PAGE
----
The diesel engine, long popular on European roads, is now piquing the interest of American automakers. General Motors rolled out a diesel version of the Chevy Cruze in 2013, and says there’s more to come. Chrysler recently put its v-6 EcoDiesel in the Jeep Grand Cherokee. Ford is said to be contemplating a diesel for its Focus sedan.
But while diesel engines have rarely been designed into American passenger cars and light trucks in the past, there have been a very small number out there. Oldsmobile produced a family of diesel engines in the 1980s and the Chevy Chevette employed a diesel around the same time.
We’ve collected photos of diesels in American passenger cars. From the Olds Cutlass and Chevy Chevette to the Jeep Grand Cherokee and Chevy Cruze, we offer a peek at American diesels, past and present.
Click on the image below to start the slideshow.
Oldsmobile introduced a family of diesel engines, including the 5.7-liter V-8 LF9, between 1978 and 1985. The LF9 was said to be the world’s first diesel V-8 designed for passenger cars.
I think that higher cost of repair would be offset by the fact that many diesel engines go 500k miles without a major overhaul for those trying to squeeze as many miles as they can out of an engine. What's the true environmental cost of an engine that gives up after 200k miles compared to one good for 500k mles? And of course there's a ripple effect throughout the whole car because most people don't replace or overhaul just the engine at that point.
I owned a 1981 Chevrolet Malibu station wagon, and drove it about 300,000 miles. When the injector pump failed at about 100,000 miles, I purchased a replacement GM pump for $200 and installed it without any problem. That pump failed after about 80,000 miles, and I questioned the supplier as to the reason for failure. I was told that a phenolic thrust washer was at fault, and I needed a pump with a steel thrust washer. I readily (overpaid) $220 for the pump with a steel thrust washer and this pump indeed lasted for quite a long time. Few people seem to be aware that the primary problem with those pumps was as simple as that phenolic thrust washer instead of a steel washer, and that simple choice cost General Motors the reputation of an otherwise exceptional engine.
I recently invented a rotary single stroke diesel IC engine geometry and had a proof of concept prototype fabricated in a local machine shop. According to a combustion engineering professor at the University of Tennessee, if this design could be produced, a 20" diameter, 12" long engine could produce over 700 hp and 1000 foot-pounds of torque - naturally aspirated. He also predicted a thermodynamic efficiency improvement of more than 40% better than any current diesel engine designs. Needless to say, it would require a great deal of engineering work to complete the design and produce a production engine, but the potential weight savings and fuel economy should make some investigation into this design worthwhile. (A brief discussion related to the design and an animation can be seen at legacyengine.com).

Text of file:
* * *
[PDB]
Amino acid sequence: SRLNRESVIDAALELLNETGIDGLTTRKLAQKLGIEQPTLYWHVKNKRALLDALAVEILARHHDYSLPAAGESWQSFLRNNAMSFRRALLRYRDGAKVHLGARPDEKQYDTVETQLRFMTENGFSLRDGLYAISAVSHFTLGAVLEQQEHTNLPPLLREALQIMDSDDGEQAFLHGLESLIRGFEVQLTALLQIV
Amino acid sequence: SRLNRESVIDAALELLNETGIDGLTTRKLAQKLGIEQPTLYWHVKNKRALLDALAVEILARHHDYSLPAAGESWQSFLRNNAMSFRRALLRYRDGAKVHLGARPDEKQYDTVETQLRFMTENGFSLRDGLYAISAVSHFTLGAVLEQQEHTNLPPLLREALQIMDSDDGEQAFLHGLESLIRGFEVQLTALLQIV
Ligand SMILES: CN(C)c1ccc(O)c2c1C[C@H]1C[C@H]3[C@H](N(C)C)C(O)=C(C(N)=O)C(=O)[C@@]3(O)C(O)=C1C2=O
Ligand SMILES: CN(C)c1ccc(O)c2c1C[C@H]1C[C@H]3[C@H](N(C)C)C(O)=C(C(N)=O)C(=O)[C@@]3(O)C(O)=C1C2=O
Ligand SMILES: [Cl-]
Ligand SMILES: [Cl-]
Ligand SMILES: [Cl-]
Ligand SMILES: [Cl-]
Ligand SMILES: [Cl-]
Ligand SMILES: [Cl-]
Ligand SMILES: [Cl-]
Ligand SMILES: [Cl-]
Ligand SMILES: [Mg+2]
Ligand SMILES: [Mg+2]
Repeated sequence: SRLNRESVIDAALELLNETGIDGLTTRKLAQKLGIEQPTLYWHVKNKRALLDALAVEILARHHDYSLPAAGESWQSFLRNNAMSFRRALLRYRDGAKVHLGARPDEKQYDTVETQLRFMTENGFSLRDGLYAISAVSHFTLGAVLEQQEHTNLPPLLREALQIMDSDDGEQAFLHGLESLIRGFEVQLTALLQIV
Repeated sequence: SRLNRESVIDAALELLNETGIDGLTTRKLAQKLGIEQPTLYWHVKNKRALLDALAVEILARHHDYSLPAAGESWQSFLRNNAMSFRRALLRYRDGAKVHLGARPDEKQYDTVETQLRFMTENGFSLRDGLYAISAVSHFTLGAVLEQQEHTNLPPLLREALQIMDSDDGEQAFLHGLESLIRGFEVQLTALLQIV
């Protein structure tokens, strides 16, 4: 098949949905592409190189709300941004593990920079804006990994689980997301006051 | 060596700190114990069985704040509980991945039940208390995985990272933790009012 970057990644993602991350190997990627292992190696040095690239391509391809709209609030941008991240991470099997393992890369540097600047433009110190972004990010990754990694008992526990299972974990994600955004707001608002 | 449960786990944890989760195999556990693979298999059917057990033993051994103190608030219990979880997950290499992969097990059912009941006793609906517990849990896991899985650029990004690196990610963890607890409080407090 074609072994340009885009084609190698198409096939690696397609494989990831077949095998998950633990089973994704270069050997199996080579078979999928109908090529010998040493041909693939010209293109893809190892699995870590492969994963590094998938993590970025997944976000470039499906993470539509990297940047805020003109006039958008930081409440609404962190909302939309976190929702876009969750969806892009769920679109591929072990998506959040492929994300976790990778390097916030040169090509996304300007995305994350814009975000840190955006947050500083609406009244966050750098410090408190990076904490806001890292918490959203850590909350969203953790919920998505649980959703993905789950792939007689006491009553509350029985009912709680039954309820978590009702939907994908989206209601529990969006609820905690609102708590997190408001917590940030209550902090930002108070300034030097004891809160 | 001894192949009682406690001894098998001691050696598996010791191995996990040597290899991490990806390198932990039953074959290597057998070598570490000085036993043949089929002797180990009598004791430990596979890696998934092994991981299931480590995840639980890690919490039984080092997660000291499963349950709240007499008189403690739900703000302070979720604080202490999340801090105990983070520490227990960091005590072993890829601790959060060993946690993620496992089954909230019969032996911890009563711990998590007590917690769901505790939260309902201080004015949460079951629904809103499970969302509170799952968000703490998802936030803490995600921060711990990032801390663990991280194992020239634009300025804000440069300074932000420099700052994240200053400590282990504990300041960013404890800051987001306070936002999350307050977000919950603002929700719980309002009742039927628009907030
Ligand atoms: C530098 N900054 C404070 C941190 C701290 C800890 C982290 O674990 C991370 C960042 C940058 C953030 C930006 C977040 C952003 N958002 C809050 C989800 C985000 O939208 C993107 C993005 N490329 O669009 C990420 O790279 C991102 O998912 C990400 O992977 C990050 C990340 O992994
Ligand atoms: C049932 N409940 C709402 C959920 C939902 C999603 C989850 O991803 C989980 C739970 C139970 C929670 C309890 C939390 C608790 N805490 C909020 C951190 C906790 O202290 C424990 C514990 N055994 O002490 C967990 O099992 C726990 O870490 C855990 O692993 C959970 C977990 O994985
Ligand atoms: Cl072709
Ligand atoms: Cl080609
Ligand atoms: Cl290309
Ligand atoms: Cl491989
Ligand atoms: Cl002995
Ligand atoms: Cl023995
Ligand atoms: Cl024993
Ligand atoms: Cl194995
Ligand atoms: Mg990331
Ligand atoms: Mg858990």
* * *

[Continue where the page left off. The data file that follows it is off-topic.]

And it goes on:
I recently purchased a VW Jetta Sportwagen DSG TDI and am loving it. I can't believe more people don't know the secret of the more complete combustion cycle and the fun of driving a vehicle with such great low-end torque. I've been getting 30-35 mpg on my 8-mile 30 minute commute and 46+ mpg on the highway - all this in a car that can blow the doors off just about every other car on the road when going up a hill or passing on the highway.
The difference in fuel cost is only about 10 percent, and that's pretty much all driven by subsidies usded to prop up the existing gasoline infrastructure that lines the pockets of our politicians' true constituents. Without the subsidy, diesel is actually less costly than gasoline. If the free market was ever permitted to dictate pricing, we'd see a lot more people opting for diesel vehicles.
I see the 80's Escort and Tempo/Topaz are mentioned, but don't forget the Ranger which used a couple different diesel engines depending on the year and the Lincoln Mark VII which used a BMW diesel engine.
I don't understand why anyone would want a diesel car today.In the 80's there was a distinct advantage, being the lower price per gallon for gas; but what's the attraction today-?21st century Oil companies have somehow managed to convince the American public that diesel fuel must cost more than its higher refined counterpart, high octane unleaded gasoline. I still can't believe the American people are accepting that.
@fdos – Yes you are correct repairing a Diesel engine is much more expensive than repairing a Gasoline engine. That's because these engines are more complex (specially the fuel, ignition and combustion). Repairing a gasoline engine might only take 40-50% of the cost of repairing a Diesel engine.
Design engineers need to prepare for a future in which their electronic products will use not just one or two, but possibly many user interfaces that involve touch, vision, gestures, and even eye movements.
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